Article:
As my loyal reader knows, I have been bashing PCA and hyping jackknife. As I was responding to some local comments on our paper on faint-source proper-motions, I found myself adding the words principal components to a discussion of how well jackknife works! This is because if you have d parameters, and you want to measure the d×d covariance matrix, you will rarely have enough jackknife trials to fill in every element of the matrix precisely. To do so, you would need N much larger than d, and even then you would only do well if the covariance matrix describes a variance that is close to spherical.

However, the jackknife (except in pathological situations) will return a sampling of the covariance matrix that gets the principal components correct. This is because the principal components will dominate the variance (by definition, in some sense). And for error propagation, all you care about are the dominant directions in the space, as defined by the true covariance matrix; this is a rare case where the concept of PCA is good: it is a rare case where you care most about the directions of largest variance.

This relates to one of my unwritten polemics: uncertainties should be communicated via samplings, not analytic descriptions of multi-dimensional confidence regions.


computers down, PCA, redshifts

I wrote more of my PCA polemic, in part preparing myself for a possible assault on the emission lines in SDSS spectra, parallel to the PCA stuff I have been doing with Tsalmantza.

Work finishing the faint proper-motion paper has been halted by computer problems. The Astrometry.net project is trying to run as a web service, and we run the service and our project management and our source code repository all out of the same few machines. One of these machines is failing frequently, and we may have to harden substantially our web serving technology. Right now, we are running with home-built stuff and hoping for good luck, but that isn't sustainable. Anyone want to donate us some enterprise-scale uptime foo?

In other news, Bunn and I finished our comment on cosmological redshifts. Comments greatly appreciated.



I started to write my polemic about PCA today. I decided that it was a worthwhile paper, or part thereof.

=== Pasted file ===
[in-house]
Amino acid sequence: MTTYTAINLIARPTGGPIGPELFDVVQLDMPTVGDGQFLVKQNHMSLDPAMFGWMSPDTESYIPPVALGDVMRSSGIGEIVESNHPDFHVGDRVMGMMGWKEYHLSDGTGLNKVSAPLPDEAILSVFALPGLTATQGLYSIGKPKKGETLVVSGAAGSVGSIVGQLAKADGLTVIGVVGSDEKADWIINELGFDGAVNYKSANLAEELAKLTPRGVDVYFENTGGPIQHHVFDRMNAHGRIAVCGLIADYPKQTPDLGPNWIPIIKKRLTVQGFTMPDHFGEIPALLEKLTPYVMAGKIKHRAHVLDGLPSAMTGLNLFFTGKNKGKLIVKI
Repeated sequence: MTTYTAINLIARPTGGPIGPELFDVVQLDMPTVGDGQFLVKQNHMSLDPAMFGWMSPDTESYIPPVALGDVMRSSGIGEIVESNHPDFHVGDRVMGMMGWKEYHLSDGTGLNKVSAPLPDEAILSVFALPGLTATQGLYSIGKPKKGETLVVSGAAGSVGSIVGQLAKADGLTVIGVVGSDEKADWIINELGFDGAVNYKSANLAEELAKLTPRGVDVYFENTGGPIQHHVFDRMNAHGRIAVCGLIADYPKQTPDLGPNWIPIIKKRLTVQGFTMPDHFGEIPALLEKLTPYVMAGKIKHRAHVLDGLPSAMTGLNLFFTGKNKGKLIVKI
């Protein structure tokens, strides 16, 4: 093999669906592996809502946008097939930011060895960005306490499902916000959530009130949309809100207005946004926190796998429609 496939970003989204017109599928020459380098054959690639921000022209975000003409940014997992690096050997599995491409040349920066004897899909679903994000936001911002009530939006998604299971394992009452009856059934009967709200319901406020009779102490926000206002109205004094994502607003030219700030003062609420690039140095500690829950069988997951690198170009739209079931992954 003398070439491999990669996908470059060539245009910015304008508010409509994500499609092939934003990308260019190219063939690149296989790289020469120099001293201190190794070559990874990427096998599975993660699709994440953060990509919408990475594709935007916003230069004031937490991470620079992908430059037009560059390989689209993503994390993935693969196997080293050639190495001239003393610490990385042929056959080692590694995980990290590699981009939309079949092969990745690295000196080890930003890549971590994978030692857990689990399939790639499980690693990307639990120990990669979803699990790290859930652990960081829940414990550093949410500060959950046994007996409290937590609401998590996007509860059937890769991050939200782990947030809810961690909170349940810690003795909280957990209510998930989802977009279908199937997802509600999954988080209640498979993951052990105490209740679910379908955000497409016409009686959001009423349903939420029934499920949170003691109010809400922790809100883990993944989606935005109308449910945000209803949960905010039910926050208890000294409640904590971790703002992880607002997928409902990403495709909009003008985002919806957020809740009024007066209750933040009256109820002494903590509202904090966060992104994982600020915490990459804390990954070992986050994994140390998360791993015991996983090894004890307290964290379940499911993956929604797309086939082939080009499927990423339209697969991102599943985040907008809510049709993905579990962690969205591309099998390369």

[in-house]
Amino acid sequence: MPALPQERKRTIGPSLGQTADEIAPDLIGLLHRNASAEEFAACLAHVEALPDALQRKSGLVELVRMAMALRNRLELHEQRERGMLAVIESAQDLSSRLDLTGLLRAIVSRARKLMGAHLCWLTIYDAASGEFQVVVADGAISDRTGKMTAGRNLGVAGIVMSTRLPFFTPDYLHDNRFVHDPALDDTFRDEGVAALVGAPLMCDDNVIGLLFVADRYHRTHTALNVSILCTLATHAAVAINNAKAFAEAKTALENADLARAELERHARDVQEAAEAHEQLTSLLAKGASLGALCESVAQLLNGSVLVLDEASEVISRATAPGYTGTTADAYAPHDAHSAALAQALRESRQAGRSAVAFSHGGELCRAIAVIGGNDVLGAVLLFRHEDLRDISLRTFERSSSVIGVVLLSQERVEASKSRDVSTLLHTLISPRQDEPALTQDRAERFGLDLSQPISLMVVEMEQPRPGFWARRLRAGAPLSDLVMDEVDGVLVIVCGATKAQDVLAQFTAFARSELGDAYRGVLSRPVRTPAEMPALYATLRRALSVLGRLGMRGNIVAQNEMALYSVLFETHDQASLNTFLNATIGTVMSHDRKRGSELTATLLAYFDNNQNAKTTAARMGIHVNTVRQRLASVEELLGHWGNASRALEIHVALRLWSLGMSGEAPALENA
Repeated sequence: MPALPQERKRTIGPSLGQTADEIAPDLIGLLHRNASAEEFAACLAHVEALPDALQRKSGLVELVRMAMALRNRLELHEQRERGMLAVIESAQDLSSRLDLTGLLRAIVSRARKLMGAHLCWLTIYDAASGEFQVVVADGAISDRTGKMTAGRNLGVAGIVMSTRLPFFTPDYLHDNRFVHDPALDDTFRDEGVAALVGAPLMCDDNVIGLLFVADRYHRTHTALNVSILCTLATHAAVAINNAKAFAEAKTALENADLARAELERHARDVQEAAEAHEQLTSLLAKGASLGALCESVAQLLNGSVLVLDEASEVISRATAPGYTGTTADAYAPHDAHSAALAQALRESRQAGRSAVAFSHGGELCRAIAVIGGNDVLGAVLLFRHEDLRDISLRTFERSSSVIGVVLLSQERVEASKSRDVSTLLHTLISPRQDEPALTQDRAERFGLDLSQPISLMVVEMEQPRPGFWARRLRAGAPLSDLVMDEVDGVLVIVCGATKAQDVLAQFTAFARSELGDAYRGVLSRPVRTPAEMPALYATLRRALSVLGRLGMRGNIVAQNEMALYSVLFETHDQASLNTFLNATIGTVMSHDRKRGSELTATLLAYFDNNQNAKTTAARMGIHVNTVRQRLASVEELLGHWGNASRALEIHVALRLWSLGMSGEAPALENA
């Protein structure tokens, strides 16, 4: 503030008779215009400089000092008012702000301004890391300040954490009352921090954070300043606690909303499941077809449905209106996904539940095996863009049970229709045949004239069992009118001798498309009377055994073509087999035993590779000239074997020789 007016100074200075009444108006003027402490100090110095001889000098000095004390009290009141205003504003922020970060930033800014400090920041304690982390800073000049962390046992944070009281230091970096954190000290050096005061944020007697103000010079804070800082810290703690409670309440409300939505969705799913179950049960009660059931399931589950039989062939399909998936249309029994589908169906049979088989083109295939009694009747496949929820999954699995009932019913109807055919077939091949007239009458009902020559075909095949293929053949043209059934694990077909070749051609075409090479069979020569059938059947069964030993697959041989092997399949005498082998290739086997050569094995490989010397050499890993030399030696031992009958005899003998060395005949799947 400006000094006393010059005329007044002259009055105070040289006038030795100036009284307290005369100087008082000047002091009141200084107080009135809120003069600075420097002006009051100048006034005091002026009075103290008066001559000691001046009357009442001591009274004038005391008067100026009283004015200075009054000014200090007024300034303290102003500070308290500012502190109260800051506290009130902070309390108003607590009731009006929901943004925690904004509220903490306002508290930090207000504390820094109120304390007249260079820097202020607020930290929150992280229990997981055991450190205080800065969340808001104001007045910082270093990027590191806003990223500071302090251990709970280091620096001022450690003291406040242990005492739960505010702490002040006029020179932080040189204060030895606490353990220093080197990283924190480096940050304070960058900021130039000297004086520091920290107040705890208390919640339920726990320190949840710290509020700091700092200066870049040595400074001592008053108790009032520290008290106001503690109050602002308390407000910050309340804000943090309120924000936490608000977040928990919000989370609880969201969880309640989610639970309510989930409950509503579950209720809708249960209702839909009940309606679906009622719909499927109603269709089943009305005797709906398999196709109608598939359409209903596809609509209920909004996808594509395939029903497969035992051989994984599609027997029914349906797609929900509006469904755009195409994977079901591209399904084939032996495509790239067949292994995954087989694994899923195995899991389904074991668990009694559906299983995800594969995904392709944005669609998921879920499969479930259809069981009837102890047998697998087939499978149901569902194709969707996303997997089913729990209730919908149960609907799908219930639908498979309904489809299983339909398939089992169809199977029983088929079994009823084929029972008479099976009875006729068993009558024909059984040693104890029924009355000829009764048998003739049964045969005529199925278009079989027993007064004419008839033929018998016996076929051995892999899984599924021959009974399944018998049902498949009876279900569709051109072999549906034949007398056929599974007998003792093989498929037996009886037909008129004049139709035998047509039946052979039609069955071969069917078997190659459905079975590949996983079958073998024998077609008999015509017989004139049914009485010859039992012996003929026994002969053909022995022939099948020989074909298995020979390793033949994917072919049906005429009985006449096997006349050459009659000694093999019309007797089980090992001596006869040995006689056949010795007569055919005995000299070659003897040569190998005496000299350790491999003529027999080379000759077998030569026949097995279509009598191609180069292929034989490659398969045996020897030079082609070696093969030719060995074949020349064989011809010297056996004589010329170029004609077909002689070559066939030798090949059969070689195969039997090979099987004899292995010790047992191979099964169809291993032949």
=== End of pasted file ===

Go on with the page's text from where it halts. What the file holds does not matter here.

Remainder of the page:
ultraviolet-faint star-forming galaxies

Today, Wu found a population of galaxies that are clearly forming stars (significant H-alpha emission, star-formation line ratio diagnostics), not strongly extincted in the optical (H-alpha to H-beta ratio near 3), but with very little GALEX NUV flux. There is pretty-much no way to make such galaxies, so we suspect that we have issues with either the SDSS data or the GALEX data or their intercomparison (for example, overlapping sources, or star-formation offset from the nucleus, etc.). But I am now confident that we will either be able to refine our procedures so that we can use GALEX to find post-starburst galaxies, or else we will discover a new and interesting galaxy sub-population. Either way, I am happy.


cosmological redshifts

Ted Bunn (Richmond) and I finished the first draft of a piece on cosmological redshifts today. We argue—against prevailing wisdom—that the redshifts of distant sources can be regarded as kinematic, that is, as due to recession velocities. We hope to be ready to put it on the arXiv soon.


information in images

Lang and I spent more time discussing how one measures the information in an image. It turns out that despite the fact that information is a quantitative property, how one calculates it depends on what parts of the data stream are expected to contain the information, and very different quantities are produced when you make different assumptions. For example, the information in an image, by the usual methods, does not change if you randomize the pixel order, even though most of us would say that the randomized picture contains much less information! That is because most methods for measuring the information consider only the pixel histogram, and not the pixel adjacency relations.



I worked on completing final edits and to-do items on the faint proper-motion paper